Over 400 California High School Students Are Building Tiny Homes For Homeless Veterans
High school students often have no idea what they want to do after they graduate. Those heading to college can put off that decision. The kids who don't want to continue school have to find a job quickly.
Hundreds of students recently got an idea of what the construction industry is like. They participated in the 33rd annual Design/Build Competition in Sacramento, California. Twenty-seven high schools sent teams to the contest at Consumnes River College.
The work started for the students in December when they began designing their projects. Some made sheds and playhouses but others developed plans for tiny houses for the homeless, especially for homeless veterans. In order to draw the plans, the students needed to learn how to read blueprints.
Once the designs were finished, they were reviewed by professional architects and revised if needed.
Then in May the heat was on. Over two days the students measured and sawed, hammered and framed, caulked and waterproofed until each building was completed. They did hands on plumbing and electrical work, learning first hand about safety on the job at each step. At the end of the contest twenty-six buildings were judged.
Each school got to keep the building their students made. Some were sold to create funds for technical classes or school projects. Others were donated to local charities to auction off. Six of the schools donated tiny houses to homeless vets, giving back a little to those who have given so much.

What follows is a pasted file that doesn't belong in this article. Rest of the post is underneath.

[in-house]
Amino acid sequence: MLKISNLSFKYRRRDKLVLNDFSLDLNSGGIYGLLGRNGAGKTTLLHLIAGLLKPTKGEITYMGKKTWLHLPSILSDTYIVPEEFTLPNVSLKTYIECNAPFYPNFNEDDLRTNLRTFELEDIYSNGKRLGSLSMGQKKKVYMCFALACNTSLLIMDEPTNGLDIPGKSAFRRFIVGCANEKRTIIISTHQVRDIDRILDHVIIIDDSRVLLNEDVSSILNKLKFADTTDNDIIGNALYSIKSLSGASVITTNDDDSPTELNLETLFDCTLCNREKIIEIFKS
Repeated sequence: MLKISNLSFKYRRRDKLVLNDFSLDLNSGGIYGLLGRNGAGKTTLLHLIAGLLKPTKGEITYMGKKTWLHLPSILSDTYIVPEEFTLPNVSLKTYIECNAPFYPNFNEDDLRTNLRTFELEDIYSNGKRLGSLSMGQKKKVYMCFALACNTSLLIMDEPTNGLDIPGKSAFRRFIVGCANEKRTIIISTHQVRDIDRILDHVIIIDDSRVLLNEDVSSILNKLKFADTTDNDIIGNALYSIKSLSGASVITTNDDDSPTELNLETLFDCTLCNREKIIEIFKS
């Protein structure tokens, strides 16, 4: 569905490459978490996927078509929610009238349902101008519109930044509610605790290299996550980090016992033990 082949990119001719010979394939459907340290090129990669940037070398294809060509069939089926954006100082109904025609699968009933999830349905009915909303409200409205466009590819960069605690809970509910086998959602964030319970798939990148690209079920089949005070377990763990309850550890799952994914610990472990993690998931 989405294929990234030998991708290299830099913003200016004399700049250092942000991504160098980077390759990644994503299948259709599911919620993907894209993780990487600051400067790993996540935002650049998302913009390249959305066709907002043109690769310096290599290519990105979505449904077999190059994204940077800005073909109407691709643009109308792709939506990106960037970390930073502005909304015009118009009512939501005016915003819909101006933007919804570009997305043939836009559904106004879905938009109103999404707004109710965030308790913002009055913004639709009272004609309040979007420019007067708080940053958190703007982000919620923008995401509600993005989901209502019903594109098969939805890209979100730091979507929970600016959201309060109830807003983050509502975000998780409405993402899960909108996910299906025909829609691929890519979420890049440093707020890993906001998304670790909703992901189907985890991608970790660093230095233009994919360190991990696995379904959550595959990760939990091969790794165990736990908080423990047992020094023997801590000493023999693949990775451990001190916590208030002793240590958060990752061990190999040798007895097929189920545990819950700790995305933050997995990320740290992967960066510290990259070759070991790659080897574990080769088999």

On-the-job learning experience usually sticks with you far better than reading a textbook. It's more fun, too. For hundreds of Sacramento high school students, those two days in May will not be forgotten, whether they go into the construction industry or not.
The lessons they learned will be with them if they buy a house, even if they become architects or nurses or lawyers or sales clerks. Competitions like this one help students, their schools, charities and the homeless, but also the construction industry, where workers are needed.
The professional construction bosses, who helped out at the contest, saw their participation as ways to give back to the community and to help their industry grow, training students to become tomorrow's leaders in the construction industry.
What do you think about competitions like this one? Have you ever been part of a similar project to help people in need? Let us know in the comments and don't forget to spread the love by showing this story to your friends and family!